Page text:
پردازش احساسات عمومی در اختلال اضطراب اجتماعی: مسائل عصبی کنترل شناختی
|کد مقاله||سال انتشار||مقاله انگلیسی||ترجمه فارسی||تعداد کلمات|
|33282||2013||8 صفحه PDF||سفارش دهید||6043 کلمه|
Publisher : Elsevier - Science Direct (الزویر - ساینس دایرکت)
Journal : Psychiatry Research: Neuroimaging, Volume 212, Issue 2, 30 May 2013, Pages 108–115
Anxiety disorders are characterized by deficient emotion regulation prior to and in anxiety-evoking situations. Patients with social anxiety disorder (SAD) have increased brain activation also during the anticipation and perception of non-specific emotional stimuli pointing to biased general emotion processing. In the current study we addressed the neural correlates of emotion regulation by cognitive control during the anticipation and perception of non-specific emotional stimuli in patients with SAD. Thirty-two patients with SAD underwent functional magnetic resonance imaging during the announced anticipation and perception of emotional stimuli. Half of them were trained and instructed to apply reality-checking as a control strategy, the others anticipated and perceived the stimuli. Reality checking significantly (p<0.01) reduced activity in insular, amygdalar and medial thalamic areas during the anticipation and perception of negative emotional stimuli. The medial prefrontal cortex was comparably active in both groups (p>0.50). The results suggest that cognitive control in patients with SAD influences emotion processing structures, supporting the usefulness of emotion regulation training in the psychotherapy of SAD. In contrast to studies in healthy subjects, cognitive control was not associated with increased activation of prefrontal regions in SAD. This points to possibly disturbed general emotion regulating circuits in SAD.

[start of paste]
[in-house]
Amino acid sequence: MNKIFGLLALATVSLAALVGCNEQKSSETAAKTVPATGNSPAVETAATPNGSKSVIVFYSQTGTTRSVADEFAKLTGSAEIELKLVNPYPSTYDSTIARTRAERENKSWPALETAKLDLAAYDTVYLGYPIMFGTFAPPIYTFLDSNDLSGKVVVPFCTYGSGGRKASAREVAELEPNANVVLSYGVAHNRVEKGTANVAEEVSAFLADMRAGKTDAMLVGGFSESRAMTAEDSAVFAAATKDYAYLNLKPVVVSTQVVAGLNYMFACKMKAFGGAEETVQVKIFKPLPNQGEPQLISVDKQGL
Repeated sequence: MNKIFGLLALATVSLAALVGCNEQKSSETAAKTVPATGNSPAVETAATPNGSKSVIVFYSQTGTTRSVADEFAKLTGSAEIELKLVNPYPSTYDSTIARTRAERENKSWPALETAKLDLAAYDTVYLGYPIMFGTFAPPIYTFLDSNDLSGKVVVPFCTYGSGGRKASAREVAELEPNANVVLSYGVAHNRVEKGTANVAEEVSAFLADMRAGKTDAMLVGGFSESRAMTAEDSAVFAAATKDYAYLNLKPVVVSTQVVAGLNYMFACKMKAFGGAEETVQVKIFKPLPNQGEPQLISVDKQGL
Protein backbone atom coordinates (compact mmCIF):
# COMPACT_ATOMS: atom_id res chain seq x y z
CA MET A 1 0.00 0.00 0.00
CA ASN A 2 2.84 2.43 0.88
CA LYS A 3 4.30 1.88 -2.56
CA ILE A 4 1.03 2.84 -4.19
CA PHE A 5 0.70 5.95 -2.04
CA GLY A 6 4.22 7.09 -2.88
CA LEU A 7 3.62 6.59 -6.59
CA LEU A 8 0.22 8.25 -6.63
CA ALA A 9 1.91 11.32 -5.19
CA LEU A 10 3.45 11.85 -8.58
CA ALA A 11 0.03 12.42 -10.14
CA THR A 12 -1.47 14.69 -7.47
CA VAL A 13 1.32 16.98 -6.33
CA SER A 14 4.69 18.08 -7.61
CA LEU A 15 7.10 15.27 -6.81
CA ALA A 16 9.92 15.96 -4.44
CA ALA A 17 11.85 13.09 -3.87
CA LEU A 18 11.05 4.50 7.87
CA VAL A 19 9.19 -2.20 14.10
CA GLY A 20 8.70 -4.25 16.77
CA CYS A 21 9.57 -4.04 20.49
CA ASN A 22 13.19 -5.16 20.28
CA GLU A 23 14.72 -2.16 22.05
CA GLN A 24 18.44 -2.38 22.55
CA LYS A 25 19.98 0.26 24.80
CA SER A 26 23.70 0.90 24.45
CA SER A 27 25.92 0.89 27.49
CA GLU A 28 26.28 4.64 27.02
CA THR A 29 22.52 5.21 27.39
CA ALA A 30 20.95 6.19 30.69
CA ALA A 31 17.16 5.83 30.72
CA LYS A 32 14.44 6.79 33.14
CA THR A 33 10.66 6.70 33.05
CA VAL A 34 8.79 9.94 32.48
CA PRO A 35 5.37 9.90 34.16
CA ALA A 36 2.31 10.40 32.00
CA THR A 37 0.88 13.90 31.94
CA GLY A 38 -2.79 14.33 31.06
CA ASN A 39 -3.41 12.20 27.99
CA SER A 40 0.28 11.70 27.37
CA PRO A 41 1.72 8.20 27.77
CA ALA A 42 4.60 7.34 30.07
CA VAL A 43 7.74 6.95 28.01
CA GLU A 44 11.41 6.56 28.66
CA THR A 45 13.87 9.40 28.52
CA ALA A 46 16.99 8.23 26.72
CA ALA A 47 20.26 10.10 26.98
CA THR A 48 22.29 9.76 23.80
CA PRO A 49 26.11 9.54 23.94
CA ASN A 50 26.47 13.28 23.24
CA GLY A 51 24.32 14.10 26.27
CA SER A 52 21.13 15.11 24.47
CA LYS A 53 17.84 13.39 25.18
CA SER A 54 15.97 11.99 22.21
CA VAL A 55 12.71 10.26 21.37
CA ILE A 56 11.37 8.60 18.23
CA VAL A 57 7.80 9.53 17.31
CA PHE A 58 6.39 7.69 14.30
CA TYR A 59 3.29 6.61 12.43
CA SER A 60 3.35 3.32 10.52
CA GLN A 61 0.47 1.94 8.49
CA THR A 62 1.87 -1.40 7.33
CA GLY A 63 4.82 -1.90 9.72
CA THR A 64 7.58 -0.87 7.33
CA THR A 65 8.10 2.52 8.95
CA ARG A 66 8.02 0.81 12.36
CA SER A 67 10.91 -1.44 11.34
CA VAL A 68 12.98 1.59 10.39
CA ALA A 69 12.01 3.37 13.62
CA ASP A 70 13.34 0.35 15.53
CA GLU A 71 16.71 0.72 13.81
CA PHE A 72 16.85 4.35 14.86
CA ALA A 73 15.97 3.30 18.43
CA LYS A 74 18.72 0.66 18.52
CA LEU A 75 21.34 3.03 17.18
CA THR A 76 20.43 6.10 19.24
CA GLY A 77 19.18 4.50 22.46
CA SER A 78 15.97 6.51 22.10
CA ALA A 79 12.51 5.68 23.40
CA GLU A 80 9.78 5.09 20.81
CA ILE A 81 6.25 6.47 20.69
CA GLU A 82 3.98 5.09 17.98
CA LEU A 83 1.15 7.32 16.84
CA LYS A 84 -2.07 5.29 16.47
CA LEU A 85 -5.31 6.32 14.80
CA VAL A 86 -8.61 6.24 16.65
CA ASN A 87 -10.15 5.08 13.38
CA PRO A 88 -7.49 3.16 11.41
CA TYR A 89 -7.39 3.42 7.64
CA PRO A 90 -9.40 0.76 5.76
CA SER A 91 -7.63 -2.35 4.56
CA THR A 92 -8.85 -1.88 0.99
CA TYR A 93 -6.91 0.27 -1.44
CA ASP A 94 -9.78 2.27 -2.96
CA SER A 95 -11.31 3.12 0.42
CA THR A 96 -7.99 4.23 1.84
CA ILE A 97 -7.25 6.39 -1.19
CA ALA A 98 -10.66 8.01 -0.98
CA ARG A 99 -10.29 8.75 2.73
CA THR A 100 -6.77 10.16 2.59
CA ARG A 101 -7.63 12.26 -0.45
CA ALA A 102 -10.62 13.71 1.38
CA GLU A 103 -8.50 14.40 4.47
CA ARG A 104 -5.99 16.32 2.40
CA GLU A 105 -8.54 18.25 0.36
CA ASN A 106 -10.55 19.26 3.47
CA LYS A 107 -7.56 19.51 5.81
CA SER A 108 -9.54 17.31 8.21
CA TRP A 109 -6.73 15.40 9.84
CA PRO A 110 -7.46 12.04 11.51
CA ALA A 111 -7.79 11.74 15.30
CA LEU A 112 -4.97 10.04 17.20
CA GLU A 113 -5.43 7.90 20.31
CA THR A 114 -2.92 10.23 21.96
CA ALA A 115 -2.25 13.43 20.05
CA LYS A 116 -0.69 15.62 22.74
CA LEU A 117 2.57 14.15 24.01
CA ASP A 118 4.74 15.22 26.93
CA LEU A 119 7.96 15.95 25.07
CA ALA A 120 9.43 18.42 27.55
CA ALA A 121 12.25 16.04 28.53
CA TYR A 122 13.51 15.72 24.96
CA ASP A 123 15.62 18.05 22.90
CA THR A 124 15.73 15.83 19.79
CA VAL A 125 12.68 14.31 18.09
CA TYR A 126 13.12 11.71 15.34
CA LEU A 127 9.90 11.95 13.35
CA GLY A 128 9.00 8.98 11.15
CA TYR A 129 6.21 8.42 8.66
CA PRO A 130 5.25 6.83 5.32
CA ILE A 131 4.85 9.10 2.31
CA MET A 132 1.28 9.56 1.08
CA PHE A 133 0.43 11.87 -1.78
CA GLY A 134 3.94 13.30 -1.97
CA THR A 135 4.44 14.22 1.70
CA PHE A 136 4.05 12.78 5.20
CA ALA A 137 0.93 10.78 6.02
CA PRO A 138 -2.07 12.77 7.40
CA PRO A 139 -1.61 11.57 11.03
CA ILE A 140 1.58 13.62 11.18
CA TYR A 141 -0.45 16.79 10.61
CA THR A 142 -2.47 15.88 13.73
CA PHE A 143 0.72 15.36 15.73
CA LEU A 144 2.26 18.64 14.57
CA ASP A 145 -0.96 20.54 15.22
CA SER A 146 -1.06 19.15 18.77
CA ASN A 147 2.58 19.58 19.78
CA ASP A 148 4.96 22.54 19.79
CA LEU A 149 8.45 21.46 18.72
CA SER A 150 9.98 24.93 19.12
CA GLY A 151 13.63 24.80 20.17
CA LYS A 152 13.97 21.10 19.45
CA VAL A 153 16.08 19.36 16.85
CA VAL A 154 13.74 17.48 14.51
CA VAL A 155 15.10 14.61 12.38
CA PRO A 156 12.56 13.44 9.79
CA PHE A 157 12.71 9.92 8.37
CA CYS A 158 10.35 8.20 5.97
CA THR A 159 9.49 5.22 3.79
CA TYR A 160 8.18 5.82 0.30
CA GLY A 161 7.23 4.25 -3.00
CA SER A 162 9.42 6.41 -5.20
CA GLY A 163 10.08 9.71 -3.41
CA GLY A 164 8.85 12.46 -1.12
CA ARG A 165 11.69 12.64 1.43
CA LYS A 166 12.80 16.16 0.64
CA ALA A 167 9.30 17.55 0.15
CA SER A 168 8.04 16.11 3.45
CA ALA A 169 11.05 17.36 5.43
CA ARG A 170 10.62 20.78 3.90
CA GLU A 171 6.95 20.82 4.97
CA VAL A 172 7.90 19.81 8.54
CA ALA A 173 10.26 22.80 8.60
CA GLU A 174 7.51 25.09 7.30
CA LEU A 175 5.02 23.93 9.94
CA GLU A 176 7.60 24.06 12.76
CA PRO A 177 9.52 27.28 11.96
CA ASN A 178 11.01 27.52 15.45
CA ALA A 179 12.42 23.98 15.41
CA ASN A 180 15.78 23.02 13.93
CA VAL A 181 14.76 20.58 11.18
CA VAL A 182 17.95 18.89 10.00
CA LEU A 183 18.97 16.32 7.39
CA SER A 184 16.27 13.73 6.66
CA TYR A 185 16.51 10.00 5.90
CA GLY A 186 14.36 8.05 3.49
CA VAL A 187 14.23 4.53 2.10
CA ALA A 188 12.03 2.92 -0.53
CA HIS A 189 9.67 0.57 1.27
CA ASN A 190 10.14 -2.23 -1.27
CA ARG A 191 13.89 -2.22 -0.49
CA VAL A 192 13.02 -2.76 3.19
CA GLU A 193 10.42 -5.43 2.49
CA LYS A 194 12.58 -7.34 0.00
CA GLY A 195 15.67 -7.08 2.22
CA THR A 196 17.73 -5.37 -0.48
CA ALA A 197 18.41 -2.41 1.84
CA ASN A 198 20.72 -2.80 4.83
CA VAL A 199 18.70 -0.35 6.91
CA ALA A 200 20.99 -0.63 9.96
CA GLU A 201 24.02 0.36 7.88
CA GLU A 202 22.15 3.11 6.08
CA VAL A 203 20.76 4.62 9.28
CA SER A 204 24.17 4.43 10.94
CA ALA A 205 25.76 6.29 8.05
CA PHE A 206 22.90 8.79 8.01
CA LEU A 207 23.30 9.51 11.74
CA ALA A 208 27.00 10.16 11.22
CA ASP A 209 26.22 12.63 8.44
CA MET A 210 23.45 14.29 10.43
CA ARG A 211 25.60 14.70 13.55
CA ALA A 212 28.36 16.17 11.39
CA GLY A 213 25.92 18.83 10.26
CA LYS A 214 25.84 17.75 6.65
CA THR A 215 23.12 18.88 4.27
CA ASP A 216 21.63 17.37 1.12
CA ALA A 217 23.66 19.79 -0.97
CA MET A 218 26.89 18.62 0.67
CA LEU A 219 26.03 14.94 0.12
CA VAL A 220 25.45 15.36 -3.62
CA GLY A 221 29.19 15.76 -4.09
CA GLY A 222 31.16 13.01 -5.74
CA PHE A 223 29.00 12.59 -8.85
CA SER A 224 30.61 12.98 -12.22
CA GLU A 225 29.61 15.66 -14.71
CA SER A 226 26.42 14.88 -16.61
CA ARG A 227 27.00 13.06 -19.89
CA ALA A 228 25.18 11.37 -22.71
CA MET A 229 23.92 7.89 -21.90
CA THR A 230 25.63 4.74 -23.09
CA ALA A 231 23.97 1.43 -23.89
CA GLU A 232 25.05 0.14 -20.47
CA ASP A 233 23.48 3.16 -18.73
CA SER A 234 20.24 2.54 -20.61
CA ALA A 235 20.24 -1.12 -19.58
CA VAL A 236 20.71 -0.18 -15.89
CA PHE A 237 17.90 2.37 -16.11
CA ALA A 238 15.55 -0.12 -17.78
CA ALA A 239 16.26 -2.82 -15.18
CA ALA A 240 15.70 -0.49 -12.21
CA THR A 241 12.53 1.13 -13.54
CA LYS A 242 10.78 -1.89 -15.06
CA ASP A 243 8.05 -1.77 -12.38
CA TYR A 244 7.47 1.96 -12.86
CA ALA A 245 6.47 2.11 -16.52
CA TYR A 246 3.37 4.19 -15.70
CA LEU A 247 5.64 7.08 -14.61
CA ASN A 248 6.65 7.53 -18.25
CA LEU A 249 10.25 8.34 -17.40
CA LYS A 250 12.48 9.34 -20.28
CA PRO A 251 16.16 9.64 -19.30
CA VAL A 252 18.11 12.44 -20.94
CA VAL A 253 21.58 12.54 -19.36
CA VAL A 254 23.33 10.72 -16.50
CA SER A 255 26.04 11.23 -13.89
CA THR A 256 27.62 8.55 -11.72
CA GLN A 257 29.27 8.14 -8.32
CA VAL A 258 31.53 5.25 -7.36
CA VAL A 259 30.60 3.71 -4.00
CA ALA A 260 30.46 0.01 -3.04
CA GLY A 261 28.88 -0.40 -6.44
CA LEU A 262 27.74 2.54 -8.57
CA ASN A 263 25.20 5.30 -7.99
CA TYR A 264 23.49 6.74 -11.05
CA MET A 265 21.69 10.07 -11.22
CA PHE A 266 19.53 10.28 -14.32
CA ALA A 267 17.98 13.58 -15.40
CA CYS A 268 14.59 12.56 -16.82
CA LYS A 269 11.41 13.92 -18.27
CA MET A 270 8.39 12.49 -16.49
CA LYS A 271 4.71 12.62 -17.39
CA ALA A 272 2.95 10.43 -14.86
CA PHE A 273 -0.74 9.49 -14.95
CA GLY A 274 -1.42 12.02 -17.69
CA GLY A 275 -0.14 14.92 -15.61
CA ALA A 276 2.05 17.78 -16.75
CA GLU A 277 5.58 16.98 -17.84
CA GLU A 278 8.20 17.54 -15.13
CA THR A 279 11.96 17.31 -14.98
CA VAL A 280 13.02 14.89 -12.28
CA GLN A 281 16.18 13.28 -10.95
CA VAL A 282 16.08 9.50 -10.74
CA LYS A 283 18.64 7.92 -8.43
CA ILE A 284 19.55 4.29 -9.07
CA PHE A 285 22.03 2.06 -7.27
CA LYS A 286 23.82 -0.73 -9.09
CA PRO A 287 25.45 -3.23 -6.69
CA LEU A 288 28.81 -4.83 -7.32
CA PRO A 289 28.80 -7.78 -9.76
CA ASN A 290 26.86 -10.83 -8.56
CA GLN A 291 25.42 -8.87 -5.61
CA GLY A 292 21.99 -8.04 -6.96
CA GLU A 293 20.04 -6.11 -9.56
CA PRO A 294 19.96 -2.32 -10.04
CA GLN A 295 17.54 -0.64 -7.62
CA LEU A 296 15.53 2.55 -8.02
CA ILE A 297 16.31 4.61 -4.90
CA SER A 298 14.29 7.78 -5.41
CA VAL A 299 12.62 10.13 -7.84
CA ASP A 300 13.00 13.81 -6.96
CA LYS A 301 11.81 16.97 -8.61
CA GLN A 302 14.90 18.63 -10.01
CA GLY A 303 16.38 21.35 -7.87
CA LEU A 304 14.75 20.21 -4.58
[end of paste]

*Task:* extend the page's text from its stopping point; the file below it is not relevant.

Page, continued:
Anxiety disorders are the most frequent mental disorders, with a lifetime prevalence of 29% (Kessler et al., 2005) and a 1-year prevalence of 14% corresponding to more than 60 million affected persons in the European Union (Wittchen et al., 2011). The most common subtype of anxiety disorders is social anxiety disorder (SAD, Jefferys, 1997 and Kessler et al., 2005). Even with sufficient treatment, regardless of the type of treatment and even with a combination of psychotherapy and pharmacological treatment, a relevant number of patients cannot reach remission (e.g., Stangier et al., 2011, Heldt et al., 2006 and Baldwin et al., 2011). Investigating the neural basis of anxiety disorders and of treatment aspects could improve the efficacy of therapy in anxiety disorders. Anxious states and anxiety disorders are characterized by emotional hyperreactivity and cognitive biases in attention and interpretation of possibly threatening stimuli (Bishop, 2008, Bogels and Mansell, 2004, Mogg et al., 2008, Yoon and Zinbarg, 2008, Hirsch et al., 2006 and Goldin et al., 2009b), which is most pronounced in the period preceding an event, thus in anticipation of events. Psychotherapy, particularly cognitive behavioral therapy (CBT), aims at reducing and correcting these cognitive biases (Clark and Beck, 2010). One important CBT strategy is to check the reality and to (re)appraise a situation in a realistic, non-threatening way, which is a method to cognitively control emotions (Gross, 2002 and Gross and Thompson, 2007). In empirical studies, CBT has been shown to change information processing biases, particularly in anxiety disorders (review: Clark and Beck, 2010) and amongst these in SAD (Schneier, 2006) with a proven efficacy in a number of randomized controlled trials (meta-analyses: Ponniah and Hollon, 2008 and Acarturk et al., 2009). Most studies on psychological mechanisms and therapeutic interventions in specific anxiety disorders focus on that content and those situations which are most and specifically feared. Studies addressing the neural circuit of emotion processing in SAD showed increased activities in certain brain regions (meta-analyses: Etkin and Wager, 2007 and Freitas-Ferrari et al., 2010), particularly when processing social stimuli. Affected structures in SAD are the bilateral amygdaloid regions, the bilateral insular cortex, cingulate cortex and prefrontal cortical structures (Etkin and Wager, 2007). Additionally, two studies detected similarly increased activations in this circuit in SAD when processing non-social stimuli (Brühl et al., 2011 and Shah et al., 2009), suggesting disturbed general emotion processing and regulation. In the current neurobiological model of emotion regulation, as investigated by many functional neuroimaging studies in healthy subjects, medial, dorso- and ventro-lateral prefrontal cortex (MPFC, DLPFC, VLPFC) as well as the anterior cingulate cortex (ACC) mediate top-down-appraisal, whereas the amygdalar region, ventral striatum and insular cortex are supposed to encode, from the bottom-up, the affective properties of stimuli (recent reviews: Ochsner and Gross, 2007, Etkin et al., 2011, Bishop, 2007 and Hartley and Phelps, 2010). During the anticipation of emotional stimuli, emotion regulation by reappraisal in healthy subjects reduced activity in amygdalar and insular regions by activation of regions involved in top-down appraisal (MPFC, DLPFC, VLPFC, ACC) in healthy subjects (Herwig et al., 2007a). Social anxiety in SAD correlates with the tendency to suppress emotional expressions (Kashdan and Steger, 2006), which is another emotion regulation strategy, and patients with SAD use reappraisal less frequently and less efficiently than healthy subjects (Goldin et al., 2009a). Until today, only two studies have investigated the neural correlates of cognitive control in SAD in comparison to healthy subjects, both during the confrontation with negative social stimuli (harsh faces, Goldin et al., 2009b) and negative self-beliefs (Goldin et al., 2009a). Both studies resulted in SAD in reduced activation of top-down-regulatory brain regions and less reduction of negative affect on the behavioral level, suggestive of regulatory deficits in response to the specific relevant stimuli. This study addresses the neural correlates of emotion regulation in SAD in the field of general emotion processing during the anticipation and perception of emotional stimuli, as has been done before by our group in healthy subjects (Herwig et al., 2007a). We investigated the neural correlates of cognitive control by reappraisal in SAD during the anticipation and perception of general emotional, but not social stimuli. Therefore, we compared a group of patients with SAD exerting cognitive control with another group of patients with SAD not using a specific cognitive control strategy, in parallel to the study in healthy subjects.